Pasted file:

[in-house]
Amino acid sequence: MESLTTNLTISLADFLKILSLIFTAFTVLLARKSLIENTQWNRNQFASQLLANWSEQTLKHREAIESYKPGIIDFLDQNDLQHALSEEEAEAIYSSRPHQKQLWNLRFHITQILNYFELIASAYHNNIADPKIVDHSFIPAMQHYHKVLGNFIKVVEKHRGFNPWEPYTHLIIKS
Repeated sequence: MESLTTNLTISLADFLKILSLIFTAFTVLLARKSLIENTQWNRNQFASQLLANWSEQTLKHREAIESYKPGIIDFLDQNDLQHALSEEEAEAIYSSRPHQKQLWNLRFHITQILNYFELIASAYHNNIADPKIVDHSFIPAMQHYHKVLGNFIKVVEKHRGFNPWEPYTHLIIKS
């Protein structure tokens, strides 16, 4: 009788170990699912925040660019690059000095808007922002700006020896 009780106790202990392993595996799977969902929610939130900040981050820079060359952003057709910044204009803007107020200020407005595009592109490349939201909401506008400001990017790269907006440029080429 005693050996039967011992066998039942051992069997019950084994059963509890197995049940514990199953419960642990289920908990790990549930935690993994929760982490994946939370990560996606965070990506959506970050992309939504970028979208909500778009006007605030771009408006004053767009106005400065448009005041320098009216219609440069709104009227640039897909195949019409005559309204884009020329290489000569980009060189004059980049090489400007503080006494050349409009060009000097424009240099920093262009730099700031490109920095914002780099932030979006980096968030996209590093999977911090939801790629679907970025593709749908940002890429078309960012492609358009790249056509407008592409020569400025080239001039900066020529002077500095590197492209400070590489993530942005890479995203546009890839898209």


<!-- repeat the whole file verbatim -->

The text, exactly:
[in-house]
Amino acid sequence: MESLTTNLTISLADFLKILSLIFTAFTVLLARKSLIENTQWNRNQFASQLLANWSEQTLKHREAIESYKPGIIDFLDQNDLQHALSEEEAEAIYSSRPHQKQLWNLRFHITQILNYFELIASAYHNNIADPKIVDHSFIPAMQHYHKVLGNFIKVVEKHRGFNPWEPYTHLIIKS
Repeated sequence: MESLTTNLTISLADFLKILSLIFTAFTVLLARKSLIENTQWNRNQFASQLLANWSEQTLKHREAIESYKPGIIDFLDQNDLQHALSEEEAEAIYSSRPHQKQLWNLRFHITQILNYFELIASAYHNNIADPKIVDHSFIPAMQHYHKVLGNFIKVVEKHRGFNPWEPYTHLIIKS
């Protein structure tokens, strides 16, 4: 009788170990699912925040660019690059000095808007922002700006020896 009780106790202990392993595996799977969902929610939130900040981050820079060359952003057709910044204009803007107020200020407005595009592109490349939201909401506008400001990017790269907006440029080429 005693050996039967011992066998039942051992069997019950084994059963509890197995049940514990199953419960642990289920908990790990549930935690993994929760982490994946939370990560996606965070990506959506970050992309939504970028979208909500778009006007605030771009408006004053767009106005400065448009005041320098009216219609440069709104009227640039897909195949019409005559309204884009020329290489000569980009060189004059980049090489400007503080006494050349409009060009000097424009240099920093262009730099700031490109920095914002780099932030979006980096968030996209590093999977911090939801790629679907970025593709749908940002890429078309960012492609358009790249056509407008592409020569400025080239001039900066020529002077500095590197492209400070590489993530942005890479995203546009890839898209």